They probably couldn't care less about what some Indian nobody on some obscure website says about the Lumia without even trying it, anyway.

223.12.2011 14:47

MoneyLife ... puts a review of a phone without even trying the phone, then posts the IP addresses and email addresses users that posts comments. What scum.

I don't know why some people don't think employees from a company should not be allowed to step up and defend their company's products. I've done it for mine, and I will do it again ... especially if it's a negative review from a site that didn't even try our product.

This message has been edited since its posting. Latest edit was made on 23 Dec 2011 @ 14:53

324.12.2011 3:03

Wow this deputy editor sounds like a troll. He made a review of the phone based of written specs without actually using the phone or seeing it in action. Yep, he is a troll. He is just being a baby because his feelings got hurt and then resorts to calling people names like shills. If there are any respectable people at this MoneyLife magazine this guy would be fired for unprofessional conduct.


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431.12.2011 21:30
KLI
Unverified new user

Originally posted by DigTheNoise:
MoneyLife ... puts a review of a phone without even trying the phone, then posts the IP addresses and email addresses users that posts comments. What scum.

I don't know why some people don't think employees from a company should not be allowed to step up and defend their company's products. I've done it for mine, and I will do it again ... especially if it's a negative review from a site that didn't even try our product.
The review was just a review of the hardware specs, not a review of the user interface. There is absolutely nothing wrong with a purely hardware review, and the author never claimed it was otherwise.

The outed posters weren't prevented from expressing their views. It was revealed that they were Microsoft and Nokia employees - that is what they themselves should have done if they were expressing an honest opinion.

As for the self righteous indignation of some of the posts here, revealing the posters as Microsoft and Nokia employees is hardly a matter for shame on their part - unless the intention was to act fraudulently or mislead, in which case it could be very embarrasing, which is I suspect the reason for the indignation shown by some of the posts here.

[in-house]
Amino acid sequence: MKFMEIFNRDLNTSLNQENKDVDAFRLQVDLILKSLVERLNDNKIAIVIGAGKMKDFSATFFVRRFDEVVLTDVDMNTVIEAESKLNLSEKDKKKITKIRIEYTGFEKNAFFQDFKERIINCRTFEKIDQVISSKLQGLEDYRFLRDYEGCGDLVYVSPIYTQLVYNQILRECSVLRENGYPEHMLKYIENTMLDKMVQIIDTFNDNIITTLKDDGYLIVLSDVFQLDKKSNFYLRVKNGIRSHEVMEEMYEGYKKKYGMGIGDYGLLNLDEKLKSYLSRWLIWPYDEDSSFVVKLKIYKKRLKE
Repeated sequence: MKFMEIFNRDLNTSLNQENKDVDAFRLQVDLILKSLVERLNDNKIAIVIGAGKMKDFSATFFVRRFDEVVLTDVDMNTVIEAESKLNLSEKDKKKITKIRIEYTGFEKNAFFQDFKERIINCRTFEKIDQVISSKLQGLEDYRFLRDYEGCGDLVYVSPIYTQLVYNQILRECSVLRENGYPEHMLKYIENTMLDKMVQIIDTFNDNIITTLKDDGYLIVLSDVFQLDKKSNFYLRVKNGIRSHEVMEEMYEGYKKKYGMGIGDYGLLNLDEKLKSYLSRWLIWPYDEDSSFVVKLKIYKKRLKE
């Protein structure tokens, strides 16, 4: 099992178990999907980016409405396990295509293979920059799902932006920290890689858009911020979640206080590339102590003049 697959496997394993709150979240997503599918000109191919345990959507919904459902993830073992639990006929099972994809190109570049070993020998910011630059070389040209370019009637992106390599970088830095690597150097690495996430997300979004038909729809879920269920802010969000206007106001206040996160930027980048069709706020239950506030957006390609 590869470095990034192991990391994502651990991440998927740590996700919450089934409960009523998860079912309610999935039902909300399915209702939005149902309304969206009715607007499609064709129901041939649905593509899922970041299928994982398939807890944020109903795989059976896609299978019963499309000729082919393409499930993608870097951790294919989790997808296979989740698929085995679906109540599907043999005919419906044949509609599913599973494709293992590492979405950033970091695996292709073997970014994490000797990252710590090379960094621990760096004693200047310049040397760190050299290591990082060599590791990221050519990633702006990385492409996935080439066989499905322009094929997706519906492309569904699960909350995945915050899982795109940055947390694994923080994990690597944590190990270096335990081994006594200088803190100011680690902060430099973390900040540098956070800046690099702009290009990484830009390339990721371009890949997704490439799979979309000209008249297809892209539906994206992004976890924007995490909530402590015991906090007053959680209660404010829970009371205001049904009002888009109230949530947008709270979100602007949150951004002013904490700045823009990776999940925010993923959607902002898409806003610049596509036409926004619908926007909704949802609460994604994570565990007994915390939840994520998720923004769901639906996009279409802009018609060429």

I am not going to comment on the Microsoft and Nokia posters involved, but it is a fact that Microsoft does pay reviewers/analysts to produce "independent" reports/reviews, and it does employ large numbers of people to shill and astroturf on its behalf, as the discovery in Comes vs Microsoft lawsuit proved. If we are being honest, it is therefore almost certain that a lot of shilling and trolling is being carried out by Microsoft in the promotion of Windows Phone 7, which is a product that Microsoft desperately wants to succeed. To imagine otherwise is simply being naive.

531.12.2011 21:39
KLI
Unverified new user

Originally posted by bobiroc:
Wow this deputy editor sounds like a troll. He made a review of the phone based of written specs without actually using the phone or seeing it in action. Yep, he is a troll. He is just being a baby because his feelings got hurt and then resorts to calling people names like shills. If there are any respectable people at this MoneyLife magazine this guy would be fired for unprofessional conduct.
Ensuring that readers are aware of possible bias or interest in posts or articles is part of honesty, integrity and professionalism in journalism. The guy should be applauded for his application of investigative journalism. There are far too many bought and paid for propaganda pushers in journalism, particularly in India.

Shill is a dictionary term, and not a term of abuse. It is an accurate description of what was going on in this case.

From dictionary.com
shill   [shil] Show IPA Slang .
noun
1.
a person who poses as a customer in order to decoy others into participating, as at a gambling house, auction, confidence game, etc.
2.
a person who publicizes or praises something or someone for reasons of self-interest, personal profit, or friendship or loyalty.